Annals of Clinical Microbiology, The official Journal of the Korean Society of Clinical Microbiology


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pISSN 2288-0585 eISSN 2288-6850

Random Amplified Polymorphic DNA (RAPD) Analysis for Aspergillus Species Isolated from Clinical Specimens

Original article

Annals of Clinical Microbiology (Ann Clin Microbiol) 2001 June Volume 4, Issue 1, pages 33-39.

Random Amplified Polymorphic DNA (RAPD) Analysis for Aspergillus Species Isolated from Clinical Specimens

Jong Hee Shin, M.D., Chang Jae Lee, M.D., Jee Yeon Lee, M.D., Jeong Won Song, M.D., Seong Jung Kee, M.D., Soon Pal Suh, M.D., and Dong Wook Ryang, M.D.

Department of Clinical Pathology, Chonnam National University Medical School, Kwangju, Korea


Background : Aspergillus species are second only to Candida species as the most commonly isolated fungi from clinical specimens. As well as the identification of the Aspergillus species, it has been necessary for epidemiological studies to differentiate between strains of the same species. We performed genotypic identification and characterization of species and strains within the genus Aspergillus by using RAPD.

Methods : A total of 63 clinical strains of Aspergillus species (including 21 A. fumigatus, 12 A. flavus, 12 A. niger, 12 A. terreus, 3 A. nidulans, and 3 A. sydowii) from 63 patients was analyzed. For RAPD alanysis, M13 primer (5’GAGGGTGGCGGTTCT3’) and five random 10-mer primers (OPC-6, 7, 10, 18 and 20; Operon Technologies, USA) were used.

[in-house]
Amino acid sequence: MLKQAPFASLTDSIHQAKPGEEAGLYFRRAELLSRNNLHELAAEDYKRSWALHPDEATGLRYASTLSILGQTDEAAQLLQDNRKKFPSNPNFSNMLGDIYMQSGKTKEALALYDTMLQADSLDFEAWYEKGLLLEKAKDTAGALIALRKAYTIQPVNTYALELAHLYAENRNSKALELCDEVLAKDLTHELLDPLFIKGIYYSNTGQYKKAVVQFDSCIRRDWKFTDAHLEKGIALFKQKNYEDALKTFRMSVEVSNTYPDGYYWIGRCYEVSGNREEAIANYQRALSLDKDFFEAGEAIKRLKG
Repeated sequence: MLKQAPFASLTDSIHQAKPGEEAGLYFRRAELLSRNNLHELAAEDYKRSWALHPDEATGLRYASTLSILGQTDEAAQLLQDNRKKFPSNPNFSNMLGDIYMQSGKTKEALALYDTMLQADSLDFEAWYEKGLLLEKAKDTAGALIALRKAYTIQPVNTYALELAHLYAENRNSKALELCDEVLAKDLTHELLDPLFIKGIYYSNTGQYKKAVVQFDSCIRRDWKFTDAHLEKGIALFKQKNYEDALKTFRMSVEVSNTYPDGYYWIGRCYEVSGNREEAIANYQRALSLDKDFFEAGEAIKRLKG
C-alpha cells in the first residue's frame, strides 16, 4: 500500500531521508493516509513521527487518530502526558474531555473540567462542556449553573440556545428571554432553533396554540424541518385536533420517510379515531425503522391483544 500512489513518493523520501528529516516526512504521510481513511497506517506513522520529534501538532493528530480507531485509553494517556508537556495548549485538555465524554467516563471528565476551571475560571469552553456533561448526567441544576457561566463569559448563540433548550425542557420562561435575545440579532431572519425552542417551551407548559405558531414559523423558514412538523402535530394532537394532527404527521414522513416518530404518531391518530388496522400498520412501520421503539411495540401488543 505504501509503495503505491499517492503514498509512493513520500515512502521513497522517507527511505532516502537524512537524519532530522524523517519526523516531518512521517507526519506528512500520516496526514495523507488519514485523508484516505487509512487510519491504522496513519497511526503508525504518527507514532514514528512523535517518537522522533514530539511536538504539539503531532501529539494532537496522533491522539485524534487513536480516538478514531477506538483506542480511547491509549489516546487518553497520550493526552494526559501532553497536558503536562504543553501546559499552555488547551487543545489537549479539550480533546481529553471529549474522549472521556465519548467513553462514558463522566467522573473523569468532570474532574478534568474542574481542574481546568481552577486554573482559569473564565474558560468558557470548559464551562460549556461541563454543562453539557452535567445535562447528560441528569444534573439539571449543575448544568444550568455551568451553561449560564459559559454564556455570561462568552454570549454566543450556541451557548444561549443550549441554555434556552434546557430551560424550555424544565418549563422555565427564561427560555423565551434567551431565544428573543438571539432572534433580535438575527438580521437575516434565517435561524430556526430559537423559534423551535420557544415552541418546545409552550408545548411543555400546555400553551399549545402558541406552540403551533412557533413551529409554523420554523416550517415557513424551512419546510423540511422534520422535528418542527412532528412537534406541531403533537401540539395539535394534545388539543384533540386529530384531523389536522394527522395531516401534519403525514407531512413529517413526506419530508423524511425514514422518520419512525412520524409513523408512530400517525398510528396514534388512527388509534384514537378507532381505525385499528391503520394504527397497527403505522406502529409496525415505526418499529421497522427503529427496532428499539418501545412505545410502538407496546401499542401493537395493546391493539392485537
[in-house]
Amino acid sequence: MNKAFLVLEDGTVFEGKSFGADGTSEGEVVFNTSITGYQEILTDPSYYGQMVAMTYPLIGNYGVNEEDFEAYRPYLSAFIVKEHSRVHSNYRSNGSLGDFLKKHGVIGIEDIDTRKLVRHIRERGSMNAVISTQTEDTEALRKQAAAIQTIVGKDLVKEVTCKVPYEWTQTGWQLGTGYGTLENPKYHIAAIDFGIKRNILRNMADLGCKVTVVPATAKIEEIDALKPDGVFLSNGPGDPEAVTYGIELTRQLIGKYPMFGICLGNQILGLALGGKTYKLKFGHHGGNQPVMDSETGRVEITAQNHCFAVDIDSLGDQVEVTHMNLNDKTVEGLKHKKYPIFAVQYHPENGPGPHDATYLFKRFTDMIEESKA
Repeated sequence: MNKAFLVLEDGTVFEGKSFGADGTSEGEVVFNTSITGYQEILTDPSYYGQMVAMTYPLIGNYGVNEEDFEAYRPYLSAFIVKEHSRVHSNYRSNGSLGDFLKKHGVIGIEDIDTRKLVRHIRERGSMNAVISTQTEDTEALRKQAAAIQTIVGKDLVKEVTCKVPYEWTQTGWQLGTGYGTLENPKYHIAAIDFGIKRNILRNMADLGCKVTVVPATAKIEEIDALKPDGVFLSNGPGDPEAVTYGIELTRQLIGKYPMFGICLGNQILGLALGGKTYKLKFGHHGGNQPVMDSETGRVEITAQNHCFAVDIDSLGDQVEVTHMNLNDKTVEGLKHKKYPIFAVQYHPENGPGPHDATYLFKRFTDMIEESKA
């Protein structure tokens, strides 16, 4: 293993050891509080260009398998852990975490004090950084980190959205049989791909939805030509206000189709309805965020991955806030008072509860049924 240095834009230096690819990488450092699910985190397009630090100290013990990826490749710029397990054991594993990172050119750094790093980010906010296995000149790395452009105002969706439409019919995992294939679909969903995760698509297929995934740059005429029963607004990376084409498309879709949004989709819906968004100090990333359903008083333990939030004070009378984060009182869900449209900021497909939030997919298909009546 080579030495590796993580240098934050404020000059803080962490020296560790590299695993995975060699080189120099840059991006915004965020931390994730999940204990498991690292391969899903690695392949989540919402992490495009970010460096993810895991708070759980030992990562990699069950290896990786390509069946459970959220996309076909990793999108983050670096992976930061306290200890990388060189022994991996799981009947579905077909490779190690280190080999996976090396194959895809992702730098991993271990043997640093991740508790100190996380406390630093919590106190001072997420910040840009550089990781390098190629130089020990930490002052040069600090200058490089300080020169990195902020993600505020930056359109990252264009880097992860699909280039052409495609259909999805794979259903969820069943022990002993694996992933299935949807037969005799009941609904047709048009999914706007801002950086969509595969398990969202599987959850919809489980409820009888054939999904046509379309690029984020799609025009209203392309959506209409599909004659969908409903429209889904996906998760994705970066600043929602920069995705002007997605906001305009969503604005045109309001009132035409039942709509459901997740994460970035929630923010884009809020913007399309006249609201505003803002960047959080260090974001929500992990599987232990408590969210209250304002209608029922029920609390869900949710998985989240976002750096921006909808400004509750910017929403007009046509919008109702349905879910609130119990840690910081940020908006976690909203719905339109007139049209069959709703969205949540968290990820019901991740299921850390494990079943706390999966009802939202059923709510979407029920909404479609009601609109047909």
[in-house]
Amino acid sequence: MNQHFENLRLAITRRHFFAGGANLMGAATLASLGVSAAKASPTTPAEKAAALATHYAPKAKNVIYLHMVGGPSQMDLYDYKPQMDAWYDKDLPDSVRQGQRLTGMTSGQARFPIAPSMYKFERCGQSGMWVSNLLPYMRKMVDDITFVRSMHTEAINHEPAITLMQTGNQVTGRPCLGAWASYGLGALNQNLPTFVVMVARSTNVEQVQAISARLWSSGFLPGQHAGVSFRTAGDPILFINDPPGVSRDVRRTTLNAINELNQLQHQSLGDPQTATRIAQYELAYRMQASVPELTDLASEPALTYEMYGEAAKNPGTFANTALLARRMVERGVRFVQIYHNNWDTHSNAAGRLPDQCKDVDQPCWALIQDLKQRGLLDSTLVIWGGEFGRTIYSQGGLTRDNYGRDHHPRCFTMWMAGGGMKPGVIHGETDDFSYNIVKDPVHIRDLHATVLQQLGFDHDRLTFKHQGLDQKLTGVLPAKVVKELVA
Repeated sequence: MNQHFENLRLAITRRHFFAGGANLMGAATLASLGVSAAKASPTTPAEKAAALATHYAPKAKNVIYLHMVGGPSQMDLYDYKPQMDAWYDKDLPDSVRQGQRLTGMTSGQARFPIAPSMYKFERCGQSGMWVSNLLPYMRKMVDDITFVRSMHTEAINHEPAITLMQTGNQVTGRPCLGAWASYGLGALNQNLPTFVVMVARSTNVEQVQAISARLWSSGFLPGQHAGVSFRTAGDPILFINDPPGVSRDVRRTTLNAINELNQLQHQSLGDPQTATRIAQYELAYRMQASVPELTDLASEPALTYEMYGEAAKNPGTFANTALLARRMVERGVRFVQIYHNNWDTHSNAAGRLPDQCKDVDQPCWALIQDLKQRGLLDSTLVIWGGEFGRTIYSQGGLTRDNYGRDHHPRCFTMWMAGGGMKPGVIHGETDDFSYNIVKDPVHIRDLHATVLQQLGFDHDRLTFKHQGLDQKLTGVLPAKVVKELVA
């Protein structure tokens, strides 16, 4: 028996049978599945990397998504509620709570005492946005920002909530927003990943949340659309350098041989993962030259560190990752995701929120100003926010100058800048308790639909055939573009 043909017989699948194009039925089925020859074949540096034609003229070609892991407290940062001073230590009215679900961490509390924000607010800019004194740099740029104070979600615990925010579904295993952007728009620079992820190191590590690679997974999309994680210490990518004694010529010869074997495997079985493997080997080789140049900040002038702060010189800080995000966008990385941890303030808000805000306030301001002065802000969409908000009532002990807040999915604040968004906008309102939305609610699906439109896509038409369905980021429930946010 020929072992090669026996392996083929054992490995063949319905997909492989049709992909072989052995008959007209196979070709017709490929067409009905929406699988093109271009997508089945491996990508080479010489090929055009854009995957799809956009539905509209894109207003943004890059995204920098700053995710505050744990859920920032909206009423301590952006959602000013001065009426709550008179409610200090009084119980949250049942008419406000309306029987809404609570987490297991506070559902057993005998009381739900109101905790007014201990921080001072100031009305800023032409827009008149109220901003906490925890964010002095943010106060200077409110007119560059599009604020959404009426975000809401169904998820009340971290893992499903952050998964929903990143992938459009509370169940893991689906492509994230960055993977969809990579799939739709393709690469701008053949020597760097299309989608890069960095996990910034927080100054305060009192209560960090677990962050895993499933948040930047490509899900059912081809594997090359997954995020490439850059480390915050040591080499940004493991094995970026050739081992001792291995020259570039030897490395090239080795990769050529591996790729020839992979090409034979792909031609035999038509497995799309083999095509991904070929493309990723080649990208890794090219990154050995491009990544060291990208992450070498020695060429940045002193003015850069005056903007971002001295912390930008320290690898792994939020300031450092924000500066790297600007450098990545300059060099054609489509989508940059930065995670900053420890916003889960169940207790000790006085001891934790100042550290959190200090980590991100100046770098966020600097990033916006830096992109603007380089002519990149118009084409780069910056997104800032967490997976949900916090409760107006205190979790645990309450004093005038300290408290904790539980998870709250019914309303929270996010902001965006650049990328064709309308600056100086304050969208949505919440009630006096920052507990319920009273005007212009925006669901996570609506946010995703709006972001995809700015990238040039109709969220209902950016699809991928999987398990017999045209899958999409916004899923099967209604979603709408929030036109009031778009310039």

Results : The RAPD patterns by M13 primer appeared to be identical when the isolates of the same Aspergillus species were compared. Distinctive and reproducible sets of amplification products by primer M13 were observed for different Aspergillus species: 60 of 63 (95%) isolates were correctly identified by the RAPD analysis using primer M13. RAPD patterns obtained from different strains of the same Aspergillus species by five OPC primers were far more similar than those derived from different Aspergillus species, but the RAPD profiles with some OPC primers showed polymorphism among isolates of the same Aspergillus species. The application of some OPC primers made it possible to cluster the isolates of the same Aspergillus species into several groups.

Conclusion : These results indicate that RAPD can be useful for the rapid identification of Aspergillus species and for strain typing in the epidemiological investigations. (Korean J Clin Microbiol 2001;4:33-29)


Aspergillus, RAPD, Genotype, Identification